The Class of 2020 inductees are longtime FIBA executive Patrick Baumann, 18-time NBA All-Star and five-time NBA champion Kobe Bryant, 10-time WNBA All-Star and four-time Olympic gold medalist Tamika Catchings, 15-time NBA All-Star and three-time NBA Finals MVP Tim Duncan, 15-time NBA All-Star and nine-time NBA All-Defensive First Team selection Kevin Garnett, three-time NCAA National Championship Coach Kim Mulkey, five-time Division II National Coach of the Year Barbara Stevens, four-time collegiate National Coach of the Year Eddie Sutton, and two-time NBA Champion coach Rudy Tomjanovich.
Ex-NBA player Craig Hodges joins the Go4it Podcast! According to Hodges, the NBA shouldn’t return. Hodges believes the NBA players can create their own league.
He discussed Kobe’s 81-point game, career, activism, Stephen A. Smith, and his belief that Scottie Pippen was just as good as Jordan.
On Saturday, it became official. The greatest Hall of Fame class in Naismith Memorial Basketball Hall of Fame history was finally assembled.
The late Kobe Bryant, Tim Duncan, Kevin Garnett, and six others were selected to the Hall and will be enshrined in August at the Naismith Memorial Basketball Hall of Fame in Springfield, Massachusetts.
This is a great class, which many have had circled on their calendar for years. Sadly, Bryant and his daughter, Gianna, who, along with seven others, died in a helicopter accident in January, will not be there.
Here is the complete list of the class of 2020:
EDDIE SUTTON [Coach]
RUDY TOMJANOVICH [Coach]
KIM MULKEY [Coach]
BARBARA STEVENS [Coach]
After the announcement, Duncan, a 15-time NBA All-Star and five-time NBA champion reacted to making the Hall of Fame.
Here is what he had to say:
We will be talking sports and having fun doing it. We will be joined by Hall of Famer Willie Roaf, who will discuss all things Super Bowl 54. Does Andy Reid finally get it done? Does Kyle Shanahan erase the memories of 28-3?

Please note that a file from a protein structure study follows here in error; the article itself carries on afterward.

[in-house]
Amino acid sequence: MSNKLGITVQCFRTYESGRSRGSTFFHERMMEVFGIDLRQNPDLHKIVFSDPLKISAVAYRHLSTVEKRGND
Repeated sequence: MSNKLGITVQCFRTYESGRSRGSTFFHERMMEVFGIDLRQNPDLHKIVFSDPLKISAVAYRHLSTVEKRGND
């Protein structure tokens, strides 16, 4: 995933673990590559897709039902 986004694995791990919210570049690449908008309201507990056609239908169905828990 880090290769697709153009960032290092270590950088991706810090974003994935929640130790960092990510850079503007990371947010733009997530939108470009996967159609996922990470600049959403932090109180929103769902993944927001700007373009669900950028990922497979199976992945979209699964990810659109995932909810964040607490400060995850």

Also, we will talk about the untimely death of the great Kobe Bryant.
Call 646-727-3070 to join in
Yesterday, was one of the toughest days in NBA history, as NBA legend Kobe Bryant, 41, and his 13-year-old daughter, Gianna, and seven others died in a helicopter accident in California.
Bryant, who played 20 seasons in the NBA, all with the Lakers, retired from the NBA in 2016.
There were eight games on Sunday in the NBA, and many players, coaches, and media members were visibly upset, including Wizards guard Isaiah Thomas.
Bryant and Thomas had a close relationship, and according to Thomas, the two spoke just last week.
“He meant everything to me,” Thomas said after the Wizards’ 152-133 loss to the Hawks on Sunday. “I started basketball because of Kobe Bryant… 2017, I lose my sister; 2019, I lose one my best friends in Nipsey Hussle, and to lose a mentor of mine, like, that’s bigger than basketball.
“He’s the greatest of all-time, in life, and in basketball. That’s how much I looked up to him, so his legacy gonna live forever, but this was a dent in everybody’s life that he’s touch, for sure.
“I admired him from afar, and then, I think he respects people’s work ethic. I just slowly built a relationship with him on the court, and when I got to Boston, it got a little closer where it was off the court. And then my sister passed away, and that’s when it got real close. He was one of them people that was there for me in my corner, and then I got injured, he was one of those guys who was there for me the whole time, helping me through mentally, so like I said, it’s bigger than basketball. It’s hard to even talk about it. Like, the NBA should have just canceled all the games today, for real…
“My focus was not on the game, really. It’s like, my kids called me and told me he passed away. Let that sink in.”
No one should die at 41, and sadly, we all have to deal with the fact that Kobe Bryant will never grace this earth again.
Listen to Thomas’ thoughts on Bryant below:
— Washington Wizards (@WashWizards) January 27, 2020